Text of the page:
The beginning of a new year is a great time to reassess your financial plan, review your investment strategy and take stock of where you are in relation to your goals. As always, we are here to help and only a phone call away.

Personal Finance Focus

The Case for Trusts

Wills and trusts both have advantages, but trusts often have the edge with estate planners—in large part because they avoid the probate process, which can be long, drawn out and public. These are a few reasons why trusts are a popular financial planning tool:

  • Faster resolution. Assets placed in a trust are generally safe from creditors and can be disposed of (i.e., sold) by the trustee in short order. By contrast, under probate it can take months or years for debts to be paid and heirs to be notified before beneficiaries receive assets they’ve inherited. And documents filed in the probate process usually become part of court records, opening up your bequests to public scrutiny.
  • Greater control. Trusts make it easier to ensure the money you pass on is used as you wish. While a will bequeaths funds to a named individual or institution, beneficiaries can generally spend them how they please. With a trust, the grantor can establish a series of instructions that restrict what the inheritance may be used for.
  • Greater flexibility. Many types of trusts allow the grantor to access the assets during their lifetime. This makes it easier to adjust your estate plan as needed. If a grantor becomes ill, for example, it’s easier to create provisions within the trust that assign funds to cover debt and expenses during the grantor’s disability.
  • Less complexity. If you have real estate or other assets in multiple states, or if your heirs live in different locations, a revocable trust may help you reduce complexity by avoiding the need to establish a probate case in each separate jurisdiction.

There are many types of trusts. Be sure to consult an estate attorney to learn more about your options—and if you need help understanding what’s best in your situation, give us a call. We’re happy to help.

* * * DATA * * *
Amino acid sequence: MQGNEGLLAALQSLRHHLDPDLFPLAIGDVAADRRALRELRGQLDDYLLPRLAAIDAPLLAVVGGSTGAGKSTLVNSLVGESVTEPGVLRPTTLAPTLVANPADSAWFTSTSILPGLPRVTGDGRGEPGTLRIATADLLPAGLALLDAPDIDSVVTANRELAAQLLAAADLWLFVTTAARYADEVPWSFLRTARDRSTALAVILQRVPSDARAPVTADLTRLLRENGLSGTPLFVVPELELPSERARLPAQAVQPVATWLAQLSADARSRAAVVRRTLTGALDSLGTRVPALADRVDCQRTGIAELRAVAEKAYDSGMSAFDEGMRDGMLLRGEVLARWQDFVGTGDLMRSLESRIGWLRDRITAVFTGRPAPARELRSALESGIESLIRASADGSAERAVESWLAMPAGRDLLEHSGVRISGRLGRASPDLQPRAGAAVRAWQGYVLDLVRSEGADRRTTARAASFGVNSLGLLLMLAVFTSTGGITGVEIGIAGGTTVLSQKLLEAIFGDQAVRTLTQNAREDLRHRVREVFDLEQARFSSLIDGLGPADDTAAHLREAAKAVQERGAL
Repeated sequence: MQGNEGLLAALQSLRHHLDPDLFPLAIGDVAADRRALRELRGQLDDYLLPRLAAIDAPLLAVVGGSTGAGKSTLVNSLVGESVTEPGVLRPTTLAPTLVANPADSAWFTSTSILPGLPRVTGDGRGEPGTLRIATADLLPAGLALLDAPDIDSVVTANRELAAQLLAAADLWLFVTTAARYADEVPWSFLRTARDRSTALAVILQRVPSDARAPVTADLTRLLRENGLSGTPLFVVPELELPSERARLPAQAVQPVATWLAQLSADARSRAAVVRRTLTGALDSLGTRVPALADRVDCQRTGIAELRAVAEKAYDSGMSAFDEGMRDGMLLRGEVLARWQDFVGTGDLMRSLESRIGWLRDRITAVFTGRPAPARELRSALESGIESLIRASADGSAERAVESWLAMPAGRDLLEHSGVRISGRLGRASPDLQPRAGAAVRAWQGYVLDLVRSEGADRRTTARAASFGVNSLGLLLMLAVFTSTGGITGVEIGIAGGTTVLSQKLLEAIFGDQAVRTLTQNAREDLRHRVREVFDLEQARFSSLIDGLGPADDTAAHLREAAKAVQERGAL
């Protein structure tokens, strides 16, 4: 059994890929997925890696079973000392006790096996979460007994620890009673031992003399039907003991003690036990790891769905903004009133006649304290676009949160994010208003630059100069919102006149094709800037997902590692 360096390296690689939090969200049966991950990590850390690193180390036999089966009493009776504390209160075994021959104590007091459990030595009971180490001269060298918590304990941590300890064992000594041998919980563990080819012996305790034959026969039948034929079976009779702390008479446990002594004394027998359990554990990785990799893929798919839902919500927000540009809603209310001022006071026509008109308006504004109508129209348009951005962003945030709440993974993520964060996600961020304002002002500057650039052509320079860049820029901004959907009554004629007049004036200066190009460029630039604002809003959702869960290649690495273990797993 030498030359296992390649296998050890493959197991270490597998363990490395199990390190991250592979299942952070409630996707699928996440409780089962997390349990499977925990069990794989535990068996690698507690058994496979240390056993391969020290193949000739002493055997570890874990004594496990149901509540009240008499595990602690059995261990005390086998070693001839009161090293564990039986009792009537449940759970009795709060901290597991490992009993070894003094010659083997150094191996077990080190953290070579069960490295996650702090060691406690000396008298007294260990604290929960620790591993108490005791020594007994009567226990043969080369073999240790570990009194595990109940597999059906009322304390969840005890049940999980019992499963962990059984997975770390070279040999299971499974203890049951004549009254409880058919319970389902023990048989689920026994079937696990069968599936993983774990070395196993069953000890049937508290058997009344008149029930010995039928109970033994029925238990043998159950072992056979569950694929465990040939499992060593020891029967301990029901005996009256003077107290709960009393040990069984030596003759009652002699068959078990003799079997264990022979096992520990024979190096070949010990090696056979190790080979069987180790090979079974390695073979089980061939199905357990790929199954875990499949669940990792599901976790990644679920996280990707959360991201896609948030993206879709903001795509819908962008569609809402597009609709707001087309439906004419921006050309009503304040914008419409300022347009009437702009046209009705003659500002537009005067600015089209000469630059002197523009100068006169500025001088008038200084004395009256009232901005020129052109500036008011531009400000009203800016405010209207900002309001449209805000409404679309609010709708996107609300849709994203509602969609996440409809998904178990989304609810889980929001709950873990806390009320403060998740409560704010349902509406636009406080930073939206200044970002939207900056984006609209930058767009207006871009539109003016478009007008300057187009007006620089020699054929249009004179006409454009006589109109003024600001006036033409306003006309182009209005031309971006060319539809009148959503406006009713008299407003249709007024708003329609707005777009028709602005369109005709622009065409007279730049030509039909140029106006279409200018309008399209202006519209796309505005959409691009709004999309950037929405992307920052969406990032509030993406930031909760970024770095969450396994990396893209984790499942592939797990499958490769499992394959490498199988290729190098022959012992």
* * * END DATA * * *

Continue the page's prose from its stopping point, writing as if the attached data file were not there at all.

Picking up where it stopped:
For more on trusts, listen to our podcast (Your Legacy’s Instruction Manual: Trusts and How to Use Them) or read our blog post (Advanced Estate-Planning Strategies).

Company News

The Jonathan St. Clair ‘Adviser Way’ Award

Anyone who partnered with Jonathan St. Clair during his more than 20 years at Adviser Investments knows firsthand of his steadfast commitment to clients and colleagues. After his sudden passing in 2017, we created an annual honor for employees who embody Jonathan’s resolute work ethic and generosity of spirit.

This year’s recipient is Laura Sweeney, Adviser Investments’ head of talent acquisition and career development. Laura’s oversight of the firm’s mentor program and devotion to professional development for everyone under her stead throughout her 15-year tenure here have been critical to the firm’s growth and our ability to always provide 1% more for our valued clients. Thank you to Laura for setting a superlative example of The Adviser Way.

This material is distributed for informational purposes only. The investment ideas and opinions contained herein should not be viewed as recommendations or personal investment advice or considered an offer to buy or sell specific securities. Data and statistics contained in this report are obtained from what we believe to be reliable sources; however, their accuracy, completeness or reliability cannot be guaranteed.

Our statements and opinions are subject to change without notice and should be considered only as part of a diversified portfolio. You may request a free copy of the firm’s Form ADV Part 2, which describes, among other items, risk factors, strategies, affiliations, services offered and fees charged.

Past performance is not an indication of future returns. Tax, legal and insurance information contained herein is general in nature, is provided for informational purposes only, and should not be construed as legal or tax advice, or as advice on whether to buy or surrender any insurance products. Personalized tax advice and tax return preparation is available through a separate, written engagement agreement with Adviser Investments Tax Solutions. We do not provide legal advice, nor sell insurance products. Always consult a licensed attorney, tax professional or licensed insurance professional regarding your specific legal or tax situation, or insurance needs.